How you can prevent theft of your tools, materials, and equipment
Contractors need the proper tools, materials, and equipment in order to do their job. Unfortunately, these types of tools and heavy equipment can be easy to steal, easy to sell, and have a low recovery rate. They are often shipped out of the province or country within hours of being stolen.
The cost of replacing stolen equipment isn’t the only consequence of theft. Delays in completion of a project due to the loss of specific or unique equipment can increase project costs and trigger late penalties. Additionally, the contractor may be held liable under the terms of the rental agreement if the stolen equipment is inappropriately used by the person who stole the equipment and causes damage or injury.
Unfortunately, not all thefts are preventable, but contractors can make it more difficult for thieves to steal their tools and equipment by doing things like using identifying marks on tools (numbers or a company logo) and tracking vehicles or equipment with a GPS device, transponder, or RFID (radio frequency identification technology).
Contractors should ensure their yard is well lit and that tools, materials, and equipment are locked up. If leaving tools on a jobsite, use lock boxes with harden locks (hidden shackles) or secure tools in an enclosed building with alarms. At the end of a workday, disconnect batteries and ignition fuses and keep them in a secured location.
The four layers of theft prevention
To help prevent theft, an effective equipment theft prevention plan includes multi-layered measures. Contractors with low-hazard equipment can incorporate multiple measures from layer one, which are effective and low-cost. On the other hand, a contractor with high-hazard equipment may require multiple measures from all four layers. These layers include:
Layer One: Removing keys, locking doors, parking in well-lit visible areas, storing in controlled site access, corralling and securing equipment together.
Layer Two: Visible or audible warning devices that deter theft such as alarms, steering column collars, steering wheel and brake pedal locks, locks (track, cylinder, fuel caps, wheel, hitch, pin), wheel boots, hydraulic lock-out systems, cab shields, and tire deflators, etching VIN or ID numbers onto windows/parts (which imposes re-sale issues).
Layer Three: Immobilizer devices, smart keys or key transponder systems (for example, Caterpillar MSS), cab control access code systems, fuse cut-offs and kill switches, starter and fuel disabler switches that prevent hot-wiring and bypassing the ignition systems.
Layer Four: Tracking systems, geo-fencing systems, motion-sensing security lights, surveillance cameras covering the storage yard.
Record-keeping for a contractor means having a current inventory and detailed record of all tools and equipment used on project sites. It’s a way to manage and track inventory, which is particularly helpful when working on multiple job sites using shared resources (and helps determine if you need to purchase or replace anything). If any tools or equipment are stolen, you can refer to your records to help assist in their recovery.
There are third-party services that can make this process easier, such as the Tool Inventory and Appraisal System (TIAS), which provides an up-to-date inventory of all the tools in your shop, estimates the value and condition of the tools, and helps determine whether you’re over- or under-insured.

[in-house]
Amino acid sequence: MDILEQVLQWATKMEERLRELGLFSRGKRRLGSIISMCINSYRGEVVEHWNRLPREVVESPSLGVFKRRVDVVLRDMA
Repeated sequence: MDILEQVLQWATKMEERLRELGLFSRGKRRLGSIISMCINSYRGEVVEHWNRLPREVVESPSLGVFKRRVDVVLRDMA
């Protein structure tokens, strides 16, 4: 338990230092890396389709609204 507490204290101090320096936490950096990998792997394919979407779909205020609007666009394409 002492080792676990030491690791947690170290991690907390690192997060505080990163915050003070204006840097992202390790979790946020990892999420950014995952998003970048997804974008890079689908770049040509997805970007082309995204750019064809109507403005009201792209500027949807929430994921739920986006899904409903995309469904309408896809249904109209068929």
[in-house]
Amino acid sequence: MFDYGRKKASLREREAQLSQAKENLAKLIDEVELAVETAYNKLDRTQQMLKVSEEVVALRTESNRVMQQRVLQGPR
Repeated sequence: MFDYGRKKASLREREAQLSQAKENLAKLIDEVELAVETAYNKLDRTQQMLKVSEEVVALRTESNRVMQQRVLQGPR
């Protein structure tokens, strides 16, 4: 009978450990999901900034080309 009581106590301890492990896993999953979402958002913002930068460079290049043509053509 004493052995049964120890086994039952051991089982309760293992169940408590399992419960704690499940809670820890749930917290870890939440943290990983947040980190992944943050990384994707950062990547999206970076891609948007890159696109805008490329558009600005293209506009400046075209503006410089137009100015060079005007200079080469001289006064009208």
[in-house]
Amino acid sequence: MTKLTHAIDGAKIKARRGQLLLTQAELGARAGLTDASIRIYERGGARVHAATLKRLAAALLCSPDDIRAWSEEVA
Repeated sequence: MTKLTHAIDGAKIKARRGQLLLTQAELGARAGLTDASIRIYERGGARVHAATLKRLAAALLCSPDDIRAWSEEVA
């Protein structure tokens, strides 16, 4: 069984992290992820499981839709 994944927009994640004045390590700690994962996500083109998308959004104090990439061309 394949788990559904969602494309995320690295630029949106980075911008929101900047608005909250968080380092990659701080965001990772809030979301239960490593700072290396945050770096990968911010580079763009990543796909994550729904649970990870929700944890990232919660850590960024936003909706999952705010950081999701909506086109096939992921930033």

Whether you keep a binder or use software to do your record-keeping, having a current inventory and detailed records of all tools and equipment used on project sites is an instrumental element to management and recovery. Here’s a list of what you may want to include in your records:
- Serial numbers and product identification
- Make and model
- Year built
- Invoice details, such as date purchased and value/cost
- Markings, logos, and location of any details that help with identification
- Service dates
Record-keeping does more than help contractors manage inventory — it can help to avoid the cost of replacement and costly project delays. While it won’t stop equipment theft, it will help keep track of your inventory and make reporting thefts easier.
Recovering stolen equipment
Property marking systems, such as MicroDOT, allow you to mark your tools and equipment for identification and authentication. MicroDOT chemically etches a tiny serial number the size of a pinhead, invisible to the naked eye, on a tool or piece of equipment. While it doesn’t prevent these items from being stolen, you can prove that they’re yours if recovered.
Contractors may want to consider registering their equipment and reporting any theft to Crime Stoppers, the manufacturer of the equipment, as well as the police. When you report equipment theft to the police, they keep a record of it in their system. If another contractor decides to purchase your equipment and does a background check, they’ll see that it’s been reported stolen. If stolen equipment is brought into a dealer for repairs or parts, and the manufacturer has your equipment in their stolen equipment database, your equipment may be recovered.
Ensure that you’re protected
Despite your best efforts, sometimes a theft cannot be prevented. That’s why having the right insurance policy can be helpful. To learn more about how a tailored policy can help protect you, your employees, and your bottom line, visit our Contractor’s Insurance page.
This blog is provided for information only and is not a substitute for professional advice. We make no representations or warranties regarding the accuracy or completeness of the information and will not be responsible for any loss arising out of reliance on the information. Terms, conditions and exclusions apply to coverage. See policy for details.